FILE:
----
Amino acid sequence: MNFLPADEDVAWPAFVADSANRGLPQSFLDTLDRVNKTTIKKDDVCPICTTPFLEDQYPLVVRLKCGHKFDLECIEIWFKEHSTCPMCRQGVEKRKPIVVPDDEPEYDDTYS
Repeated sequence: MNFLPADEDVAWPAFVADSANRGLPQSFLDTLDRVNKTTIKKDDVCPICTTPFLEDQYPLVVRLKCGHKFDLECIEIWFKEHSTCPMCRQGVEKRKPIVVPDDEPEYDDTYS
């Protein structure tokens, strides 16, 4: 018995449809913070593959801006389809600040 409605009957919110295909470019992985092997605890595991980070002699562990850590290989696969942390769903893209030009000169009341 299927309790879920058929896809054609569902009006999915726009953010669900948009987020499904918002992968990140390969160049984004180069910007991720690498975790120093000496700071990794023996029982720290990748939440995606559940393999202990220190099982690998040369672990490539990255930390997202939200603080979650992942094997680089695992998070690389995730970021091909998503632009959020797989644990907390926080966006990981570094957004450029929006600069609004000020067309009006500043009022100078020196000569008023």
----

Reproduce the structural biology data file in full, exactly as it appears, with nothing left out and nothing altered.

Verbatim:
Amino acid sequence: MNFLPADEDVAWPAFVADSANRGLPQSFLDTLDRVNKTTIKKDDVCPICTTPFLEDQYPLVVRLKCGHKFDLECIEIWFKEHSTCPMCRQGVEKRKPIVVPDDEPEYDDTYS
Repeated sequence: MNFLPADEDVAWPAFVADSANRGLPQSFLDTLDRVNKTTIKKDDVCPICTTPFLEDQYPLVVRLKCGHKFDLECIEIWFKEHSTCPMCRQGVEKRKPIVVPDDEPEYDDTYS
């Protein structure tokens, strides 16, 4: 018995449809913070593959801006389809600040 409605009957919110295909470019992985092997605890595991980070002699562990850590290989696969942390769903893209030009000169009341 299927309790879920058929896809054609569902009006999915726009953010669900948009987020499904918002992968990140390969160049984004180069910007991720690498975790120093000496700071990794023996029982720290990748939440995606559940393999202990220190099982690998040369672990490539990255930390997202939200603080979650992942094997680089695992998070690389995730970021091909998503632009959020797989644990907390926080966006990981570094957004450029929006600069609004000020067309009006500043009022100078020196000569008023």